• Interviews,  Repertoire

    St. Cecilia’s Day 2020

    As she is the patron saint of music and musicians, St. Cecilia has not surprisingly been the subject of many musical compositions. In this feature I produced this weekend for Mars Hill Audio, I introduce several of the pieces. Also included is part of an interview with Brian Dean Sousa, who has been gracing us with his work at our organ console in recent months. Brian talks about recording a piece inspired by St. Cecilia with his ensemble, Musica Sacra Virginia. Make sure to listen on YouTube to the recording he and his singers have made for this special day.

  • Hymns

    Our new (yet very old) Evensong hymn

    Last week we sang (for many of us, for the first time) hymn #176 in our Hymnal. The opening words are “O gladsome light, O grace.” Those words come from an ancient Greek hymn best known by the first two words in the text, Phos hilaron. (Attentive readers will recognize light and gladness in those words; our English word “phosphorescent” is based on the Greek word “phos,” meaning “light,” And “hilarious” is from the Greek “hilaros,” meaning “cheerful.”) Phos hilaron dates to the late 3rd or early 4th century and is sometimes referred to as the “Candlelighting Hymn,” or the “Lamplighting Hymn.” This nickname is a tribute to the place…

  • Repertoire,  Service music

    Feast of Saint Michael and All Angels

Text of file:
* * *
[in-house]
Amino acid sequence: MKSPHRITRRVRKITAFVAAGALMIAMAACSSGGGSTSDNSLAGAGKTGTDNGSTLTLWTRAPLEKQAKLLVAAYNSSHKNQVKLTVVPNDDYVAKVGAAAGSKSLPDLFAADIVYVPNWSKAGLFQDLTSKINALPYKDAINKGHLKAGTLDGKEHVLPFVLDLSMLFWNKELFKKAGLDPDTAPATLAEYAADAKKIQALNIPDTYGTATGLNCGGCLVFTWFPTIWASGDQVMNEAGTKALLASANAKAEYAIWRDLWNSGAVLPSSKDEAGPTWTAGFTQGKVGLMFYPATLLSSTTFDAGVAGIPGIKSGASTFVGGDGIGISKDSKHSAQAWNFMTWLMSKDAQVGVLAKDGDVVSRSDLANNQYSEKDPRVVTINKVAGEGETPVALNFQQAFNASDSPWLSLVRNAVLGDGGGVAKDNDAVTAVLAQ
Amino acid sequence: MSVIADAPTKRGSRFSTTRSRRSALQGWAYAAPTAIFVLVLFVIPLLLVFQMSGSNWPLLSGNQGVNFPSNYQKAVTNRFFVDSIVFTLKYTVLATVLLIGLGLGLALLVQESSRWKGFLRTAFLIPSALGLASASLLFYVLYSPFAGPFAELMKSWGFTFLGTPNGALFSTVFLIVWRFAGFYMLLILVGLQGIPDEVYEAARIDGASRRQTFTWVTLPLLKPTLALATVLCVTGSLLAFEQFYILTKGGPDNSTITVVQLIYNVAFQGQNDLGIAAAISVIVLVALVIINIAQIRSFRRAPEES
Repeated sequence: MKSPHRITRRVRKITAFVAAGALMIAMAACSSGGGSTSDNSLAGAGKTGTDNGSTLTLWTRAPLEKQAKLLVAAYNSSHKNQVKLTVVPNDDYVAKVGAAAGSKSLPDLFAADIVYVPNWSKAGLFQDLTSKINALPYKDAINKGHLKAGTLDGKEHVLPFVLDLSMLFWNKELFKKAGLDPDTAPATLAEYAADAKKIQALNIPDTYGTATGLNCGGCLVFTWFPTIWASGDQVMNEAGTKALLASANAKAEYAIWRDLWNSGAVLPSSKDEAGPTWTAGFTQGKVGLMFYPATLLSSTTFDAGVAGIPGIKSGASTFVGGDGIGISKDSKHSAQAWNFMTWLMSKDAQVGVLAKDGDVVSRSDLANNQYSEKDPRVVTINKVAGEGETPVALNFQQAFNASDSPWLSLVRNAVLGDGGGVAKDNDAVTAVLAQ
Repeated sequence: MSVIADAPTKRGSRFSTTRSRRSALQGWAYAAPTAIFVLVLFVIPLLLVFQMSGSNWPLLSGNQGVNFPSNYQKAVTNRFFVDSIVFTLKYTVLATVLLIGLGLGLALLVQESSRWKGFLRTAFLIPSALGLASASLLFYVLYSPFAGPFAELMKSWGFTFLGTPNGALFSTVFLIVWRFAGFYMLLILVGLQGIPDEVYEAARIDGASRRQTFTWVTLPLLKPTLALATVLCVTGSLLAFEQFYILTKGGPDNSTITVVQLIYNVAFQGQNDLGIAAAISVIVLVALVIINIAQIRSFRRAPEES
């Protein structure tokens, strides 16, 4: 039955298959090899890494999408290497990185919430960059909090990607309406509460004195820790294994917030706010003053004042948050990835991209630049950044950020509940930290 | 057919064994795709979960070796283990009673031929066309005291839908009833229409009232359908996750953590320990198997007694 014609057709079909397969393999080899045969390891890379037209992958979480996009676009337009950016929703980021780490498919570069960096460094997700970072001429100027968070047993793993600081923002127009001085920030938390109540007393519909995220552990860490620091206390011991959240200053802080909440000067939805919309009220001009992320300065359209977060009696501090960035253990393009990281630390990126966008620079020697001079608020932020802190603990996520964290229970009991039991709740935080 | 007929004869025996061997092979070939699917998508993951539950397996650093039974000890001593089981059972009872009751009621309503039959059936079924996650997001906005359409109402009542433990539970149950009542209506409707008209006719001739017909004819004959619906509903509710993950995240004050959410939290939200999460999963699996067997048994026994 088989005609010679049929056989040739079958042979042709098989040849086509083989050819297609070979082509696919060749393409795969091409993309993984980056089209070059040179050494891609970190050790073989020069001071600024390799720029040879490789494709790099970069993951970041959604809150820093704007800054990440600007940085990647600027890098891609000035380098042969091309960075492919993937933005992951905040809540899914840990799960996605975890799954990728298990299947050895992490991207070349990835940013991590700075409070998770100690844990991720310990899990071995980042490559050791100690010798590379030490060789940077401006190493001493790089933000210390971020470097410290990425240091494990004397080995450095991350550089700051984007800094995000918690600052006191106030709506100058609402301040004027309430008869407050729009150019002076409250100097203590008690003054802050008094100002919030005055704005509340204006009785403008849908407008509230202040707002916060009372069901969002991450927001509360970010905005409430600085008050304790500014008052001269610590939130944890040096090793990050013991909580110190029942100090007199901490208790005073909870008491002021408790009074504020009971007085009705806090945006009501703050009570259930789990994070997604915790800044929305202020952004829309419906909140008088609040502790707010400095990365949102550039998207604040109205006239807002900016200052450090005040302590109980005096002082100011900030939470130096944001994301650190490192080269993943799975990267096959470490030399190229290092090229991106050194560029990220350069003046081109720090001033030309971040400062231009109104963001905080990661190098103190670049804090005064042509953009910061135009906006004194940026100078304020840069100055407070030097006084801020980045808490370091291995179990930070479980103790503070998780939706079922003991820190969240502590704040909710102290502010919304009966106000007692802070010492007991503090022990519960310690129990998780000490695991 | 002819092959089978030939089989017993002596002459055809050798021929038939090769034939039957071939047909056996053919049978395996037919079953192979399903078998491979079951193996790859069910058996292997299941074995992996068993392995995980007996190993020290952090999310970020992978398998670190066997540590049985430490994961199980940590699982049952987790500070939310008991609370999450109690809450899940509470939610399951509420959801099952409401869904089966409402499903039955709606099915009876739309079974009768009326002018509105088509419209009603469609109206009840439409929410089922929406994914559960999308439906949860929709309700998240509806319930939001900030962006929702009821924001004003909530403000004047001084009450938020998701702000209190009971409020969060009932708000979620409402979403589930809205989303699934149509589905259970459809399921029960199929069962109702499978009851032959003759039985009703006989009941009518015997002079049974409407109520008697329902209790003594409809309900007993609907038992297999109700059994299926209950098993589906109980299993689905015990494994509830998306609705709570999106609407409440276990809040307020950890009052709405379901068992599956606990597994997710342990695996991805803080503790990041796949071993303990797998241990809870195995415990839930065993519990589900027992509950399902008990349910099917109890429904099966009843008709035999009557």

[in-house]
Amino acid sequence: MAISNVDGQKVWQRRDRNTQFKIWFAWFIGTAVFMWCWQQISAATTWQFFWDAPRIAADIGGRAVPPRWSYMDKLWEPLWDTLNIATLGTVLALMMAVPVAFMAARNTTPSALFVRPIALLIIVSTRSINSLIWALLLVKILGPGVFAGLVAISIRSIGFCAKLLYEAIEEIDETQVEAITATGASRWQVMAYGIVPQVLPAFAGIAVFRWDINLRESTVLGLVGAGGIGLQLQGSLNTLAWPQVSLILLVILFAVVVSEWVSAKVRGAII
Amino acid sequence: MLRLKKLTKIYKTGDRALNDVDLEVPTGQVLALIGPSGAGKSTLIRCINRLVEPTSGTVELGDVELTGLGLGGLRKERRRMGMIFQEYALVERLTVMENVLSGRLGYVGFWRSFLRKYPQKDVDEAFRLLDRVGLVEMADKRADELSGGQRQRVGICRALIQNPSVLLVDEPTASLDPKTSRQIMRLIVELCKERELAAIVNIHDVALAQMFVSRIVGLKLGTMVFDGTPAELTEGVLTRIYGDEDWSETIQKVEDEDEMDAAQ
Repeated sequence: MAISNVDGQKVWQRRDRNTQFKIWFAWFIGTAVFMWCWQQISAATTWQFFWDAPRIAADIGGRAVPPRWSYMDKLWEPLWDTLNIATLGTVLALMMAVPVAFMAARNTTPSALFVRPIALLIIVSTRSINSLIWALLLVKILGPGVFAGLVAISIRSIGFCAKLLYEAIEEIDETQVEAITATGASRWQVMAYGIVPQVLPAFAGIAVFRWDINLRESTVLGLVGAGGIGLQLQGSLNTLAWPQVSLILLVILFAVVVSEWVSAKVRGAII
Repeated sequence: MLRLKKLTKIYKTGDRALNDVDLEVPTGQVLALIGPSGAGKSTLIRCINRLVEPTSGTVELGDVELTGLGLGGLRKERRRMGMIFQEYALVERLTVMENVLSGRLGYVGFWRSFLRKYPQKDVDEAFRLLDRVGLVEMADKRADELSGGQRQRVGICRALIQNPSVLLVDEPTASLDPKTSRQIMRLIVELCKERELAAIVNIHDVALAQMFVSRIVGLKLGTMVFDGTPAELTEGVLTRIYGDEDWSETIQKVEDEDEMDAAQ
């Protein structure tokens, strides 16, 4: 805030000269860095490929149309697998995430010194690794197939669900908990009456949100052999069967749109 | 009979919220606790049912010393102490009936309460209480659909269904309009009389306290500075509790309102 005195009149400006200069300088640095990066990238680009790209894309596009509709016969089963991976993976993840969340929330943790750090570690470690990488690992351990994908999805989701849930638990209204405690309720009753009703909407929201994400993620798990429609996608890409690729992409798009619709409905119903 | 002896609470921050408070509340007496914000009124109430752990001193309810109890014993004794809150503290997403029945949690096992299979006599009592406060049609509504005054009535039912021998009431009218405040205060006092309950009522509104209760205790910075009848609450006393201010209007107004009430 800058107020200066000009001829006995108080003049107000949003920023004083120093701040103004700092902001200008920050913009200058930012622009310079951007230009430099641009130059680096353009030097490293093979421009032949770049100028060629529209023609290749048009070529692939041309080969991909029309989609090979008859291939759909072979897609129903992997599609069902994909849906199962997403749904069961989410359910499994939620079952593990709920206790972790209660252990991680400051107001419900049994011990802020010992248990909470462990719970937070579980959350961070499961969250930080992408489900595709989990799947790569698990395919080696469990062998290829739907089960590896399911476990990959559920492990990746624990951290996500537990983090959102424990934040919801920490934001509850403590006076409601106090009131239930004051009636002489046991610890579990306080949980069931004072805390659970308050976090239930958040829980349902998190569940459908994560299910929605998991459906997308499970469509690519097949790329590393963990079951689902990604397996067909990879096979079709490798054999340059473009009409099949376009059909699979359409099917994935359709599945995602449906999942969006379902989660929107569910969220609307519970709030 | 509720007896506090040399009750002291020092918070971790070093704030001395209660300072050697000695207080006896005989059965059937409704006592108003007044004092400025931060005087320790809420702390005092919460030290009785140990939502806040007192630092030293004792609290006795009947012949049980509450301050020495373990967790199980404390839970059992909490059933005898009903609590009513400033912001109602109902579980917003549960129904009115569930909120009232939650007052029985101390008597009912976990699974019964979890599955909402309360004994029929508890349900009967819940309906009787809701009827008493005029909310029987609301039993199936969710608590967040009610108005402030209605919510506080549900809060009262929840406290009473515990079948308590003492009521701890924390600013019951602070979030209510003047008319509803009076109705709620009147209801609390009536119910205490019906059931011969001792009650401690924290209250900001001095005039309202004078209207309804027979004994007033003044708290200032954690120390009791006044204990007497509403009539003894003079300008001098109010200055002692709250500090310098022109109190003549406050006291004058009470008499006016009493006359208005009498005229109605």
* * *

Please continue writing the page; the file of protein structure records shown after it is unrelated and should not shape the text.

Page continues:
Today’s feast day is also known as Michaelmas, traditionally celebrated in Great Britain and elsewhere as the last day of the autumn harvest. The Book of Revelation (12:7-9) describes a war in heaven in which the Archangel Michael leads an angelic host to defeat Satan. That description accounts for the Church’s confident belief that God protects us each day by the watchful agency of angels, a protection recognized in the Collect for today: “O Everlasting God, who hast ordained and constituted the services of Angels and men in a wonderful order; Mercifully grant that, as thy holy Angels always do thee service in heaven, so, by thy appointment, they may…

  • Hymns

    “I will fear no evil, for thou art with me”

    This week, we’ll sing together — weather permitting — a hymn first published in 1863. The caption that appeared above the hymn is the title I’ve used for this post. The hymn — “In heav’nly love abiding” — is one of many hymns inspired by Psalm 23, a text with great reassuring power especially treasured in times of uncertainty. The text is by Anna Laetitia Waring (1823-1910), a Welsh poet who was raised in the Society of Friends but converted to the Church of England because of her eagerness to participate in the sacramental life of the Church. She is also known to have learned to read Hebrew so she…

  • Hymns

    A hopeful hymn for anxious times

    This week, our parish welcomes a new hymn to our repertoire. “If thou but suffer God to guide thee” is not in our Hymnal, though it is familiar to many of us who have worshiped in churches that rely on other hymnals. The hymn has inspired many composers to incorporate it in their own work. Bach, Mendelssohn, and Schumann used the tune very straightforwardly, and Brahms may have allusions to it in his Requiem. The hymn also made an appearance in the 1987 film Babette’s Feast. Near the end of the movie, one of the two pious sisters at the center of the narrative sits at the piano and sings…

  • Hymns

    Hymn for Trinity VIII